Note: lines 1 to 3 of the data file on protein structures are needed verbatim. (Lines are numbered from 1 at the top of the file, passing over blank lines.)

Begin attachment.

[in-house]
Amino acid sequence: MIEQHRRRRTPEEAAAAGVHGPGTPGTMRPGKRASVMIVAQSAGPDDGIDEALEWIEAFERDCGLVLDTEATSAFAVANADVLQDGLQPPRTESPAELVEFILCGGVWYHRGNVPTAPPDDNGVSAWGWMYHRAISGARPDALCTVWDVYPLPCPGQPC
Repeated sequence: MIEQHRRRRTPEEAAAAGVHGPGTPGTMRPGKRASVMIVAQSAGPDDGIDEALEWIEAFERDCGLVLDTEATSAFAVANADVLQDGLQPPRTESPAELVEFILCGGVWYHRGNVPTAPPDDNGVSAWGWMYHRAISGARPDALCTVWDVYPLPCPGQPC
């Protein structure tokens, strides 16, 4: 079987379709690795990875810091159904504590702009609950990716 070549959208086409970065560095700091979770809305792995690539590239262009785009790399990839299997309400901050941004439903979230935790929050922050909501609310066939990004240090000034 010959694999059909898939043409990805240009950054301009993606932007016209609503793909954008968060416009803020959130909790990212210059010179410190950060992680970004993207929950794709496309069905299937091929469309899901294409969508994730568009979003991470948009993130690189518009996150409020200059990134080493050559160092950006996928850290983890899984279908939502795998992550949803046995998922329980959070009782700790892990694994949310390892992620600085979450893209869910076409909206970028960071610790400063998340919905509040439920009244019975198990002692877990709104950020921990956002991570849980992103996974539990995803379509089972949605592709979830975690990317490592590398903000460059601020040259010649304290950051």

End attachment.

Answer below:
[in-house]
Amino acid sequence: MIEQHRRRRTPEEAAAAGVHGPGTPGTMRPGKRASVMIVAQSAGPDDGIDEALEWIEAFERDCGLVLDTEATSAFAVANADVLQDGLQPPRTESPAELVEFILCGGVWYHRGNVPTAPPDDNGVSAWGWMYHRAISGARPDALCTVWDVYPLPCPGQPC
Repeated sequence: MIEQHRRRRTPEEAAAAGVHGPGTPGTMRPGKRASVMIVAQSAGPDDGIDEALEWIEAFERDCGLVLDTEATSAFAVANADVLQDGLQPPRTESPAELVEFILCGGVWYHRGNVPTAPPDDNGVSAWGWMYHRAISGARPDALCTVWDVYPLPCPGQPC